treatment unit on the gantry (Fig. 4) (19). MV CT requires only minor adjustments to the linear accelerators, but results in CT images of a much lower soft-tissue and spatial resolution within a clinically acceptable dose range (20). The benefit of CT imaging is a much more accurate depiction of soft-tissue target location on the treatment unit. Although promising, this imaging technology remains investigational.

Alternatively, transabdominal ultrasound can be utilized in target positioning. The prostate gland is an example of a target that moves significantly between treatments. Changes in bladder and rectal filling can alter the location of the prostate by as much as 2 to 4 mm on a daily basis with occasional displacements of up to 20 mm (21). Daily ultrasound-guided positioning has led to greater certainty of the location of the prostate gland. The location of the treatment field can therefore be adjusted on a daily basis to account for any organ motion. This positioning system is reproducible, noninvasive, and effective for daily localization of the prostate gland (22).

Another option to localize targets at the time of therapy includes the placement of radiopaque markers or "seeds" in the soft-tissue target prior to planning and treatment (23,24). These markers can be readily visualized on planning CT images, DRRs, and portal radiographs. The optimal location of the markers in relation to the isocenter can therefore be known, verified, and adjusted prior to treatment.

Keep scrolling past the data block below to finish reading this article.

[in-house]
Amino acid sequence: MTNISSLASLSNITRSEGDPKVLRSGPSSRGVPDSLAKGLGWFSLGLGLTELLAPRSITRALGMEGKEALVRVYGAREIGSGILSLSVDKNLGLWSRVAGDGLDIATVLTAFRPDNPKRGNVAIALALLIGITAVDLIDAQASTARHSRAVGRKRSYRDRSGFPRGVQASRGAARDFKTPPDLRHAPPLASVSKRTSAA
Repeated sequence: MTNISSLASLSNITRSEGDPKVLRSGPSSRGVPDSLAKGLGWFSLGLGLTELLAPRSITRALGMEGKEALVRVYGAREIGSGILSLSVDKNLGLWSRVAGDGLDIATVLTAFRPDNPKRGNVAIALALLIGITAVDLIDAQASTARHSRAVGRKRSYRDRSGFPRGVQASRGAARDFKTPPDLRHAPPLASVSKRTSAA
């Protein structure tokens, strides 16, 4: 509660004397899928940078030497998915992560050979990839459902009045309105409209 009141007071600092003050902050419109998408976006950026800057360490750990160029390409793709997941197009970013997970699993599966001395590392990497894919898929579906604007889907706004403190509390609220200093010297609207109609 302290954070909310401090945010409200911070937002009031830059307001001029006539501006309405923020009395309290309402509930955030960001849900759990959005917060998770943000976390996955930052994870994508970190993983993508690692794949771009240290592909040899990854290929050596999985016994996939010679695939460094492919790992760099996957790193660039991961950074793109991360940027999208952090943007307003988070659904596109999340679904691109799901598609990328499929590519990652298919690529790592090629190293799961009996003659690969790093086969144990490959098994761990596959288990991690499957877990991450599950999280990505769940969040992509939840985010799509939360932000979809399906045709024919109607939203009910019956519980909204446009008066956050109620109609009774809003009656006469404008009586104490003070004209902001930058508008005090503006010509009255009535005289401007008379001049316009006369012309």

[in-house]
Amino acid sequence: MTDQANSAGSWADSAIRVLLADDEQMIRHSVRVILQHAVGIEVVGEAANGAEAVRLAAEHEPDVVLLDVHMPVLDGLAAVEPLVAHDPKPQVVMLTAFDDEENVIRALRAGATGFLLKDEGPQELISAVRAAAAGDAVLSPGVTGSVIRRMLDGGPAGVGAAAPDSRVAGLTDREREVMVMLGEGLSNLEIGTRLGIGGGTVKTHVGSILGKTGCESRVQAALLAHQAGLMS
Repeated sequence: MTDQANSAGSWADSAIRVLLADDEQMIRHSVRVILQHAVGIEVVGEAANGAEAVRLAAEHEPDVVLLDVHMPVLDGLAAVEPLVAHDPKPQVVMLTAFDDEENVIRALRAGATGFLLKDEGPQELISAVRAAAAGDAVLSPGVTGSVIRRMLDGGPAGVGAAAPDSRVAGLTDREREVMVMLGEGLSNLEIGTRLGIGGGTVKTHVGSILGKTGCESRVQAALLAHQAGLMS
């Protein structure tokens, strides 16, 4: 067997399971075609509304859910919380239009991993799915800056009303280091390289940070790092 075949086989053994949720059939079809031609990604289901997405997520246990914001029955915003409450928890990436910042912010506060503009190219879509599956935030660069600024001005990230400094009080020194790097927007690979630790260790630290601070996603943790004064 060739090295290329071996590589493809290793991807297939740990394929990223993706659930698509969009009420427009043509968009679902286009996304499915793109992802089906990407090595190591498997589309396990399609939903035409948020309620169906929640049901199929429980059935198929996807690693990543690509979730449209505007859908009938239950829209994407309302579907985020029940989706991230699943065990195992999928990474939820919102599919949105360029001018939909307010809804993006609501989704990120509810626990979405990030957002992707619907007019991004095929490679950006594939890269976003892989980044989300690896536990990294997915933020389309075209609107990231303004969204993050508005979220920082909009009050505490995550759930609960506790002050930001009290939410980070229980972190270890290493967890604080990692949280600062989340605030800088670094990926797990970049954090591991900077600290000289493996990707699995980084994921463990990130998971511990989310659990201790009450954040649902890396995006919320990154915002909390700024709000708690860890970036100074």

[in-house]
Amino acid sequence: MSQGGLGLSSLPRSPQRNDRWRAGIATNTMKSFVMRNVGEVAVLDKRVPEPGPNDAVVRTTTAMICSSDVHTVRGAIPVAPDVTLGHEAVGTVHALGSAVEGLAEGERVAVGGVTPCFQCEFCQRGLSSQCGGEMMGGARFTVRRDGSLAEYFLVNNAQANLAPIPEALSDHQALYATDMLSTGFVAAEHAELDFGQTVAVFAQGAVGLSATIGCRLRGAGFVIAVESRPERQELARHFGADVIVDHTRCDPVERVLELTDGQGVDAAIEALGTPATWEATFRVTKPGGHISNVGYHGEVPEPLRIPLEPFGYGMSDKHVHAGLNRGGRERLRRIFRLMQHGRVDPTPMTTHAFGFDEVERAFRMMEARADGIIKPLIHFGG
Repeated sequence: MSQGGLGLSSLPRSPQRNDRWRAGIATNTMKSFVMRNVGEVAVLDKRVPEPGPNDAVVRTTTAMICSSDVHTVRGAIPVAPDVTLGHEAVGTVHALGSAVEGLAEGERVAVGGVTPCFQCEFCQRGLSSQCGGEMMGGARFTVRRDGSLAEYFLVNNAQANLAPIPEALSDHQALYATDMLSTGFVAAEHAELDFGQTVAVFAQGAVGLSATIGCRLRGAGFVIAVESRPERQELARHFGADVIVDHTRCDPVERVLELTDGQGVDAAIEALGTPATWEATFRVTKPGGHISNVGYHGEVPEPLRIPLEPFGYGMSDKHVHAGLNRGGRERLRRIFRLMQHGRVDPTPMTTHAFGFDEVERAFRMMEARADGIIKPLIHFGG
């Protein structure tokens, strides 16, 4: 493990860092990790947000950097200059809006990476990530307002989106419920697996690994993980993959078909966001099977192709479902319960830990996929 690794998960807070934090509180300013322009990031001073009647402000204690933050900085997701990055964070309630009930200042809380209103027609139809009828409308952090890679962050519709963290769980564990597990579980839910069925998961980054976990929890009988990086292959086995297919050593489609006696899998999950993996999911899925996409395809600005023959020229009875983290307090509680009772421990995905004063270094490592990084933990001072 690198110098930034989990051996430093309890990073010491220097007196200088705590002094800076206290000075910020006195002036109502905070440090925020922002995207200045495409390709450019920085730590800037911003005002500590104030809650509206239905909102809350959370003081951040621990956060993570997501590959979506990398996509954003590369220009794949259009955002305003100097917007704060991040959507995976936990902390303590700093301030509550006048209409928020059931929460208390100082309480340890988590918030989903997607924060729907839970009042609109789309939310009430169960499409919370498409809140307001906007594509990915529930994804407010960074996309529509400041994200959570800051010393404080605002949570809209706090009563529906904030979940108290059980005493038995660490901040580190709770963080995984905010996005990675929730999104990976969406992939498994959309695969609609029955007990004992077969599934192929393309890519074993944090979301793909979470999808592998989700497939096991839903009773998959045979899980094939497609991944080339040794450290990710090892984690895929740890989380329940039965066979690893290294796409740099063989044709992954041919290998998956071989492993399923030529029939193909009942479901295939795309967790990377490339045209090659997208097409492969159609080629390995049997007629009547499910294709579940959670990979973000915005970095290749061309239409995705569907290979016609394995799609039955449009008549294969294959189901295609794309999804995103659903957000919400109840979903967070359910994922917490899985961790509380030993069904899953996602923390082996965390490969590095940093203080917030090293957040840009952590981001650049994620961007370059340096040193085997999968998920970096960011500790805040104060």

Gating Techniques

Movement of organs during a treatment, or intrafraction motion, poses a significant problem for diseases such as lung cancer, where respiration can result in a substantial displacement of tumors. Giraud et al. found a mean displacement of 3 to 4 cm with maximal inspiration and expiration in lung tumors, with a maximal displacement of 7 cm (25). Additional margins of healthy lung are often treated to ensure coverage of the tumor during respiration. This results in higher risks of treatment-related complications, such as pneumonitis.

The simplest method of correcting for respiratory variation is to teach patients "quiet breathing'' techniques or breath holding that results in minimal diaphragmatic movement (26-28). Unfortunately, many patients receiving therapy for lung cancer are unable to hold their breath for prolonged periods of time. Another method is respiratory gating. Various gating technologies exist, but typically, a respiratory sensor is placed on the patient, which relays information to the treatment machine. Sensors of respiration include sensors of abdominal wall tension, light-emitting diodes (29), temperature-sensitive thermocouple devices placed in the nostril (30), and infrared sensors (31). The treatment is delivered at defined intervals during the patient's respiratory cycle. The planning CT scan and localization films must also be obtained in the same phase of respiration. Respiratory gating can also been used in treating tumors below the diaphragm, such as liver tumors (32).